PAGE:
The child welfare system is responsible for ensuring the safety, permanency, and well-being of children who have been abused or neglected. Unfortunately, Black/African American and Hispanic/Latino children are disproportionately represented within this system. Of the 459 children served by CASA for Douglas County during 2021-2022, 41% of the children identified as Black/African American. These children need advocates who can understand their experiences and work to ensure that they receive the best possible care and support. In an effort to address this issue, CASA for Douglas County hosted a recruiting event and invited key organizations within the Black/African American communities to encourage more diverse volunteers to join the organization.
What is Disproportionality?
Disproportionality refers to the unequal representation of certain groups within the child welfare system. In Nebraska, Black/African American children are disproportionately represented. The reasons for this are complex but often related to systemic racism, poverty, and lack of access to resources. Children from these communities are more likely to be removed from their homes and placed in foster care, they are more likely to experience longer stays in foster care and less likely to be reunified with their families.
What is CASAs role in the child welfare system?
CASA (Court Appointed Special Advocates) volunteers play a critical role in the child welfare system. These volunteers are appointed by judges to advocate for the best interests of children who are in foster care. They work to amplify the voice of children, ensuring that children are safe and that their needs are being met. Diverse CASA volunteers are particularly important for Black/African American and Hispanic/Latino children in the child welfare system. These volunteers can provide cultural competence, empathy, and understanding of the unique challenges faced by these children and their families. They can also serve as positive role models and advocate for change within the system.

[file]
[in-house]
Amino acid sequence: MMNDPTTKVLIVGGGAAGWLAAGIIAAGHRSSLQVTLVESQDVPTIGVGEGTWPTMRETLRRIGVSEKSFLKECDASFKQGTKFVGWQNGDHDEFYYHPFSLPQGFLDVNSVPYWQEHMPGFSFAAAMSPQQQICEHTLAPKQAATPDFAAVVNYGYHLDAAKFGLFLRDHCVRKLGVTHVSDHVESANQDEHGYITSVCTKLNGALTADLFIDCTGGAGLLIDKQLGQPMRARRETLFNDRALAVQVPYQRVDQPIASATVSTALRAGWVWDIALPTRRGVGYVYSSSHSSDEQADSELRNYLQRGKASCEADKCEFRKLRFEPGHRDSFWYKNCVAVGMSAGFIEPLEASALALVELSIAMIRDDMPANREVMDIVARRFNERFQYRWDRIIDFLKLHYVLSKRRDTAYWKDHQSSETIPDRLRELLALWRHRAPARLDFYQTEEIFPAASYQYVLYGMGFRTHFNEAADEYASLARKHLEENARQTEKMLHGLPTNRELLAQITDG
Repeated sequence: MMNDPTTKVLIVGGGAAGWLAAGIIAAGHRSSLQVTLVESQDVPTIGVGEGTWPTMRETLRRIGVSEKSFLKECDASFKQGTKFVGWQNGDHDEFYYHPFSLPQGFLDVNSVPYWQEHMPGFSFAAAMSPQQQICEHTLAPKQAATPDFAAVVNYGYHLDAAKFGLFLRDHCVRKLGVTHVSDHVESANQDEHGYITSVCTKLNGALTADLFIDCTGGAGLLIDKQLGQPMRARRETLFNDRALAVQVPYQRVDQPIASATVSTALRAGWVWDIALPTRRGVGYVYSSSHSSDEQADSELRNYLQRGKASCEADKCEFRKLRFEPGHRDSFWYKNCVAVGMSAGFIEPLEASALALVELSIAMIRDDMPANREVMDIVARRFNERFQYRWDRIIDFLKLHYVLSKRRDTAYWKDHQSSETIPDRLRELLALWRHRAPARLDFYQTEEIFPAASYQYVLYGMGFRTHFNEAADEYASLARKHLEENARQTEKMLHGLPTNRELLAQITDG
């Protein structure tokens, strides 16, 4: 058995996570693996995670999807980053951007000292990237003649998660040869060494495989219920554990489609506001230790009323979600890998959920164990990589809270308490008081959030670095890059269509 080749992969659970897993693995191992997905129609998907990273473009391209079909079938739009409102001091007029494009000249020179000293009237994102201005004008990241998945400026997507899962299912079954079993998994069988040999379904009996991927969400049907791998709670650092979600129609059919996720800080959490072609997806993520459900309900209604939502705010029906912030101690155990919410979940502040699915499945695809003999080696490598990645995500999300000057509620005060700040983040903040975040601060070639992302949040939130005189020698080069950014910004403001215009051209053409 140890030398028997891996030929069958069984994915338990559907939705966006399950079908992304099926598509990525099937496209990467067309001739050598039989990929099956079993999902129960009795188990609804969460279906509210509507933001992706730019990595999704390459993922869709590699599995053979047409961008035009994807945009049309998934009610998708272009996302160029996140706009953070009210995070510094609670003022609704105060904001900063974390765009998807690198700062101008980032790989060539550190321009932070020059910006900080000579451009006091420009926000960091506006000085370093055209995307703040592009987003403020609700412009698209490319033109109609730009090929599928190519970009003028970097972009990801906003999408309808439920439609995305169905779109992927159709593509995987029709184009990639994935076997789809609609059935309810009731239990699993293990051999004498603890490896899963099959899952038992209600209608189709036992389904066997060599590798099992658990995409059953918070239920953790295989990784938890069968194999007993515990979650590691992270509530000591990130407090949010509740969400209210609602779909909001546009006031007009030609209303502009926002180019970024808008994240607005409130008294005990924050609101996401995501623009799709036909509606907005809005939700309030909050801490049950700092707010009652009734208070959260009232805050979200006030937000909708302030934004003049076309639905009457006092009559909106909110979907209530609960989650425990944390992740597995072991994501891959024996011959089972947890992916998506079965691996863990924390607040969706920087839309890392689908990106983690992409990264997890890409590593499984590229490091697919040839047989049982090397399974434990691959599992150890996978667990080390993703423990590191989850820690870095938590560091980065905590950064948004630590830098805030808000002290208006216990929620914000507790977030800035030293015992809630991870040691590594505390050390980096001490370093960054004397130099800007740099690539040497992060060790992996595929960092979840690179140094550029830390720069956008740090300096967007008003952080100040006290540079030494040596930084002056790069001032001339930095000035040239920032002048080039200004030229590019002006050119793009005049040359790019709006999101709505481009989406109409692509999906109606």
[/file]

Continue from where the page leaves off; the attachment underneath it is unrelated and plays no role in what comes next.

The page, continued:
CASA is committed to creating an environment that reflects the children we serve. CASA has hosted two Representation Matters recruiting events. These events provide an opportunity for CASA for Douglas County to connect with individuals who are passionate about advocating for children in their communities. Additionally, these events allow CASA for Douglas County to build relationships with community members, which can lead to increased trust and understanding. By building trust with Black and Brown communities, CASA for Douglas County can work to address the unique challenges faced by these communities and ensure that their voices are heard within the system.
“It is important to value family, culture and the community of the children impacted by the child welfare system,” says Kimberly Barnes, Executive Director at CASA. “Therefore, CASA for Douglas County is intentional about prioritizing the recruitment of volunteers to reflect the children we serve.”
Disproportionality in the child welfare system is a significant issue that must be addressed. CASA volunteers play a critical role in ensuring that children in foster care receive the support and care they need, and diverse volunteers are particularly important for Black and Brown children as they face unique challenges that require culturally competent advocates. By working to address disproportionality and encouraging diverse volunteerism, we can build a competent volunteer base that children and families can relate to and provide better support and advocacy for Black and Brown children in the child welfare system.
To find out more information about how to become a CASA Volunteer, click here or reach out to Martha Alcantara-Sanchez, Community Outreach Specialist, at firstname.lastname@example.org. If you or an organization want to request more information on community partnerships, contact Jordan Fletcher, Development Director, at email@example.com.